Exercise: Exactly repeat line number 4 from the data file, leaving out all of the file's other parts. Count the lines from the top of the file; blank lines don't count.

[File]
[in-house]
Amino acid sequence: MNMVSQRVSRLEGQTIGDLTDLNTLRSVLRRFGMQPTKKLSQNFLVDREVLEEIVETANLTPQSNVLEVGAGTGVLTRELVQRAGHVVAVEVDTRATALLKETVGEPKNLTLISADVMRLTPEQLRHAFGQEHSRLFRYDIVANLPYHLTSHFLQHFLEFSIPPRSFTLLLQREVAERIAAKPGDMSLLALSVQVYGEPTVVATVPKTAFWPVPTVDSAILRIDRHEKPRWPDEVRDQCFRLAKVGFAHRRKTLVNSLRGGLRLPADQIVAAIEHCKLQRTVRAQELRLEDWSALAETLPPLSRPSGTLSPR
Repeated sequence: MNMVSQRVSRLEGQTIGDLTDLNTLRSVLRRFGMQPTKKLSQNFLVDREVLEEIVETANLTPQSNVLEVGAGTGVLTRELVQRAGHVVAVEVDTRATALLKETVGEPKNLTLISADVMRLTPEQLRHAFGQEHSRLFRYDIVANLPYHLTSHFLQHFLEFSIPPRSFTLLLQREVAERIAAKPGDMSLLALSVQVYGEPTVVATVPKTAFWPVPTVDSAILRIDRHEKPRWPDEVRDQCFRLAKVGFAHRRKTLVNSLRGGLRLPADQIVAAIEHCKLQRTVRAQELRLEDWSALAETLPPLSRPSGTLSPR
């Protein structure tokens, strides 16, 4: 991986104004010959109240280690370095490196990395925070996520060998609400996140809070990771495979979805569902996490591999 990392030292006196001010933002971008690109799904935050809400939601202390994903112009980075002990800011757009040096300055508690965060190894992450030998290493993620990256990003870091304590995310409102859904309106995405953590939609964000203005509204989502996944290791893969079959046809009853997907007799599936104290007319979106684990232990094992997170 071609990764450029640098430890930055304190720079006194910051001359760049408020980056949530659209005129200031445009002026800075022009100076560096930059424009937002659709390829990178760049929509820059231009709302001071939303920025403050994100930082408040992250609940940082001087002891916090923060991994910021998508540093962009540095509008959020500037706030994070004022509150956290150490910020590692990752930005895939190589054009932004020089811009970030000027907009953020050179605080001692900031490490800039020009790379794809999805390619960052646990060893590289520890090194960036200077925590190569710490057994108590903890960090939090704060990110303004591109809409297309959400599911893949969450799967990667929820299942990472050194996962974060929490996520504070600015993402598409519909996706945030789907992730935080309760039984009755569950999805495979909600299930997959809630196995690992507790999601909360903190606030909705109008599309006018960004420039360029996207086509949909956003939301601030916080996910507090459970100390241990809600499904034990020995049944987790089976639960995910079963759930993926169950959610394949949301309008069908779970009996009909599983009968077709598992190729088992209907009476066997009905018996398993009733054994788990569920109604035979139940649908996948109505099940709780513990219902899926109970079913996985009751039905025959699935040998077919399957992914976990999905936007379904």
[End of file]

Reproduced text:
């Protein structure tokens, strides 16, 4: 991986104004010959109240280690370095490196990395925070996520060998609400996140809070990771495979979805569902996490591999 990392030292006196001010933002971008690109799904935050809400939601202390994903112009980075002990800011757009040096300055508690965060190894992450030998290493993620990256990003870091304590995310409102859904309106995405953590939609964000203005509204989502996944290791893969079959046809009853997907007799599936104290007319979106684990232990094992997170 071609990764450029640098430890930055304190720079006194910051001359760049408020980056949530659209005129200031445009002026800075022009100076560096930059424009937002659709390829990178760049929509820059231009709302001071939303920025403050994100930082408040992250609940940082001087002891916090923060991994910021998508540093962009540095509008959020500037706030994070004022509150956290150490910020590692990752930005895939190589054009932004020089811009970030000027907009953020050179605080001692900031490490800039020009790379794809999805390619960052646990060893590289520890090194960036200077925590190569710490057994108590903890960090939090704060990110303004591109809409297309959400599911893949969450799967990667929820299942990472050194996962974060929490996520504070600015993402598409519909996706945030789907992730935080309760039984009755569950999805495979909600299930997959809630196995690992507790999601909360903190606030909705109008599309006018960004420039360029996207086509949909956003939301601030916080996910507090459970100390241990809600499904034990020995049944987790089976639960995910079963759930993926169950959610394949949301309008069908779970009996009909599983009968077709598992190729088992209907009476066997009905018996398993009733054994788990569920109604035979139940649908996948109505099940709780513990219902899926109970079913996985009751039905025959699935040998077919399957992914976990999905936007379904």